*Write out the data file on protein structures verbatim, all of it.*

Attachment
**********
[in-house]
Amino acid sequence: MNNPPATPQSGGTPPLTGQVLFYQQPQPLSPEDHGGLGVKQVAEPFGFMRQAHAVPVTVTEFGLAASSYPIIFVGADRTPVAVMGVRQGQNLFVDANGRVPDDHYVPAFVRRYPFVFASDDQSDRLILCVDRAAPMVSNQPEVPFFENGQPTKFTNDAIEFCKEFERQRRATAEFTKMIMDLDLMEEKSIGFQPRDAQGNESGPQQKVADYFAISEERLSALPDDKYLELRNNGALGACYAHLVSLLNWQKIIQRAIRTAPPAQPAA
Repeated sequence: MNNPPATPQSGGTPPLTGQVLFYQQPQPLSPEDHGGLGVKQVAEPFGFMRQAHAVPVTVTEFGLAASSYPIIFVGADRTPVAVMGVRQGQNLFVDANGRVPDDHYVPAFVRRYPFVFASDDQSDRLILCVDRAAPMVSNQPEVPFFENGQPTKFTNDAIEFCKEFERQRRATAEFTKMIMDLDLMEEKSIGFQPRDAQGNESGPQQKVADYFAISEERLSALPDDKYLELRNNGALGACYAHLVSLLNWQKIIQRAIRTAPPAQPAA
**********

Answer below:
[in-house]
Amino acid sequence: MNNPPATPQSGGTPPLTGQVLFYQQPQPLSPEDHGGLGVKQVAEPFGFMRQAHAVPVTVTEFGLAASSYPIIFVGADRTPVAVMGVRQGQNLFVDANGRVPDDHYVPAFVRRYPFVFASDDQSDRLILCVDRAAPMVSNQPEVPFFENGQPTKFTNDAIEFCKEFERQRRATAEFTKMIMDLDLMEEKSIGFQPRDAQGNESGPQQKVADYFAISEERLSALPDDKYLELRNNGALGACYAHLVSLLNWQKIIQRAIRTAPPAQPAA
Repeated sequence: MNNPPATPQSGGTPPLTGQVLFYQQPQPLSPEDHGGLGVKQVAEPFGFMRQAHAVPVTVTEFGLAASSYPIIFVGADRTPVAVMGVRQGQNLFVDANGRVPDDHYVPAFVRRYPFVFASDDQSDRLILCVDRAAPMVSNQPEVPFFENGQPTKFTNDAIEFCKEFERQRRATAEFTKMIMDLDLMEEKSIGFQPRDAQGNESGPQQKVADYFAISEERLSALPDDKYLELRNNGALGACYAHLVSLLNWQKIIQRAIRTAPPAQPAA